Wednesday, April 01, 2015
Armadillo Brief Case
I learned the hard way that it is rude to laugh in someone's face when they are being sincere and honest. And there have been few times in my life that I have found it nearly impossible to keep a "straight face' and not laugh.
As I mention from time to time, like every January and February when I question the sanity of moving back north, I lived in central Florida for about 20 years. I moved there in the 1970's when the locals still outnumbered the transplants. The mother of a friend of mine, who was very much a native Floridian, told me one day, there are two kinds of Yankees, Yankees who come here and spend the winter and spend their money, and we kind of like them; and Damned Yankees - the ones who move here and we don't really like them. That was about a year before I moved to Florida semi-permanently - moved into a house two doors away - makes you feel real welcome to the neighborhood.
Back to the tale, I met a lot of old Florida natives. Some of them where colorful characters, people who fished, hunted alligators, and wild pigs (tasty.) I knew a guy once who had an affair with the wife of an alligator farmer. When hubby figured out what has happening the guy spent a night in an alligator barn. In the morning he promised to never mess with another man's wife again, I bet he still keeps that promise - he came very close to being a midnight snack for a pen full of 10-footers.
So back to the story again, this native, who had spent far to many years drinking Budweiser in the sun comes into my office one afternoon. We are sitting there talking and an armadillo goes waddling across the sidewalk in front of the office doors. You an hear them when they cross the sidewalk the bottom of the shell scrapes on the concrete as they shuffle along. He asks if I would mind if he catches it on the way out. I said go right ahead. Armadillos root in the ground for food and this one had been tearing up the landscaping.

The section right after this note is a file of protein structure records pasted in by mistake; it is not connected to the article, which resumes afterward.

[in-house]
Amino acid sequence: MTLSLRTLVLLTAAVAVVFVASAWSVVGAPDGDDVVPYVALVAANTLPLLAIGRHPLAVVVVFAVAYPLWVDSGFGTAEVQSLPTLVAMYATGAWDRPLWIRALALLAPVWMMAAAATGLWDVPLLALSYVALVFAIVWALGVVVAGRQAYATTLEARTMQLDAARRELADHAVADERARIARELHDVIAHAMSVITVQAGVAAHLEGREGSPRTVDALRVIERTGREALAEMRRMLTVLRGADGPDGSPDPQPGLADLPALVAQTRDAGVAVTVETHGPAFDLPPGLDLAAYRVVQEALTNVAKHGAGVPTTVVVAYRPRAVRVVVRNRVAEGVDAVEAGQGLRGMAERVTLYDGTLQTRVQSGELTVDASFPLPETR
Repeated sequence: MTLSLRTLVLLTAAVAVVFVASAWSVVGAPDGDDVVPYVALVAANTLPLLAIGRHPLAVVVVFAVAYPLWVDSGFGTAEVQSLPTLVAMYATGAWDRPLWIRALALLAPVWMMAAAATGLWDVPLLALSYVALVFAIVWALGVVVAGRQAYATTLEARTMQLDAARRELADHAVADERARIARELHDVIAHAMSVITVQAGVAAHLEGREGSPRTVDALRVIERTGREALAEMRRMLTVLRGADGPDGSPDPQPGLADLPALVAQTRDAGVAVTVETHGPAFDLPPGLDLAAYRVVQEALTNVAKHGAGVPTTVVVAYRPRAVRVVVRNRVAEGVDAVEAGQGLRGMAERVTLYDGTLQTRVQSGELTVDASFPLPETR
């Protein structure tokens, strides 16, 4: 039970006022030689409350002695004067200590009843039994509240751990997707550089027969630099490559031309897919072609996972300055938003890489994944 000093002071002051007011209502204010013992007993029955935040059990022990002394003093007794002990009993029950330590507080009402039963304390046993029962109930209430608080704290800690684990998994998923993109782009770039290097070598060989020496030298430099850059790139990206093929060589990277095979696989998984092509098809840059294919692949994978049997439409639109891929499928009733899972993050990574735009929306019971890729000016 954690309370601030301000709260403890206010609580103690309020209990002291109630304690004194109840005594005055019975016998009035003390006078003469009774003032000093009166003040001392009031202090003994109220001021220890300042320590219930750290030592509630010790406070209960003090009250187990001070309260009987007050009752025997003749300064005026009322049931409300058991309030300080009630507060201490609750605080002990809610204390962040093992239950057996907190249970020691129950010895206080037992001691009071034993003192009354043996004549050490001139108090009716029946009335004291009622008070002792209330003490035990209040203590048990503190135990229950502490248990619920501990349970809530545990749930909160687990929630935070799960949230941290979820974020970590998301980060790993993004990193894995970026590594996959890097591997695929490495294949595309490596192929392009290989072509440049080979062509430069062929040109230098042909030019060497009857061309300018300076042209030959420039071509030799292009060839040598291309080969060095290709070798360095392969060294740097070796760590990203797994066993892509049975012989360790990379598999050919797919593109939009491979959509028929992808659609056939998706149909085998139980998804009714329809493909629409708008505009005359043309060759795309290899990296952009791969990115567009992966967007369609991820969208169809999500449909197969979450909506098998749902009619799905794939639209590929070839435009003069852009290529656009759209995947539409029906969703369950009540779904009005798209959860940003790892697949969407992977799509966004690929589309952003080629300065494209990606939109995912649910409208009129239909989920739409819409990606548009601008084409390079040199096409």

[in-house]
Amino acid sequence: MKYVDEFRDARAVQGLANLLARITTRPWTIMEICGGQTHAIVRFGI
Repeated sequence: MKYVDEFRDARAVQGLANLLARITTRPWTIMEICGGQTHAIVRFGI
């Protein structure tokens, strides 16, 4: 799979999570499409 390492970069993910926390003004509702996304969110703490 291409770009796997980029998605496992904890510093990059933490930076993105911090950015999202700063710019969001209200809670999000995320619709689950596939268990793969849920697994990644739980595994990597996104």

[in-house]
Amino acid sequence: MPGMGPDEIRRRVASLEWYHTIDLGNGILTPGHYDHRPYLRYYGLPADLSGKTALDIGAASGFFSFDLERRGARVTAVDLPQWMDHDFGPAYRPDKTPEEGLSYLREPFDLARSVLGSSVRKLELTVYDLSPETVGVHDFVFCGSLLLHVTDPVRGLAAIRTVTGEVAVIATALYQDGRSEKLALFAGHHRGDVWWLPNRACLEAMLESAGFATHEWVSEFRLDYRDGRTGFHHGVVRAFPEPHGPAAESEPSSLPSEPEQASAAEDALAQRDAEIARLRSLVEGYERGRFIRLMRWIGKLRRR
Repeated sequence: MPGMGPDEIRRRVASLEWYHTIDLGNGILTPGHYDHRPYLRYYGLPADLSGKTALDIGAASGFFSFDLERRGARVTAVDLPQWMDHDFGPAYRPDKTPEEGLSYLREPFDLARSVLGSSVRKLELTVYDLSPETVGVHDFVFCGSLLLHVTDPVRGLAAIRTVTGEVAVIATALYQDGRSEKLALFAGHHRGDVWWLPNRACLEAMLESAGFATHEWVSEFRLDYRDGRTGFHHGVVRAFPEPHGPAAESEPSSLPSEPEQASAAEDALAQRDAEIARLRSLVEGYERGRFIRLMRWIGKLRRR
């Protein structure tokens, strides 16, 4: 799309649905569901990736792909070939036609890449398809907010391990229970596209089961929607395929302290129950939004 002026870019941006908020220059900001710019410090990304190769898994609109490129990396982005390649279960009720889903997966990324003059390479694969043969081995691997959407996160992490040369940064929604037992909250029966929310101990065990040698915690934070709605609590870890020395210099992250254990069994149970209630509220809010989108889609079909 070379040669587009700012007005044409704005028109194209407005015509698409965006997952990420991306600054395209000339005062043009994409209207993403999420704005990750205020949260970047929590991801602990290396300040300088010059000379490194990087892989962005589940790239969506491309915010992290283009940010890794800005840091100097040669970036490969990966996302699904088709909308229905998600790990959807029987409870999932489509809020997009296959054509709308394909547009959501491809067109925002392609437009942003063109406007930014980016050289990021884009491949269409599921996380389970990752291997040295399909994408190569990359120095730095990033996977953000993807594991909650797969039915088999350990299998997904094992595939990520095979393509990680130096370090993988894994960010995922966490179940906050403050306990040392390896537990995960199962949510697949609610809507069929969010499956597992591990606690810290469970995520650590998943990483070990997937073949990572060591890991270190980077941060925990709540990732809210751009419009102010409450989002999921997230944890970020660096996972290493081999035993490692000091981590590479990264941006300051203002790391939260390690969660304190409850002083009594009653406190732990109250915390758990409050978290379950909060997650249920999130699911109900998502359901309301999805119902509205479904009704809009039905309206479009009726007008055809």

I then made the mistake of asking what he was going to do with it. I had heard that armadillos were not safe to eat. He said, what I wanted was the hide and shell. I said oh, are you going to stuff it. No, he said, I am going to make a briefcase out of it. He goes on to describe what a wonderful work of art the finished product is, with the claws coming up to make clasps on the top. He said he makes several each year and takes them to the possum festival in some little red-neck town and sells them for $200 apiece. Just set them out on the hood of the pickup truck and people snap them up like flies. The difficult part of this is he was being so earnest, this was his art form, and I am thinking of it and finding the entire idea so bizarre that I can hardly contain my laughter. I finally tell him he better hurry before it disappears. When he leaves I check make sure it is not April 1st, and then lock myself in the bathroom with water running and laugh until tears flow down my face.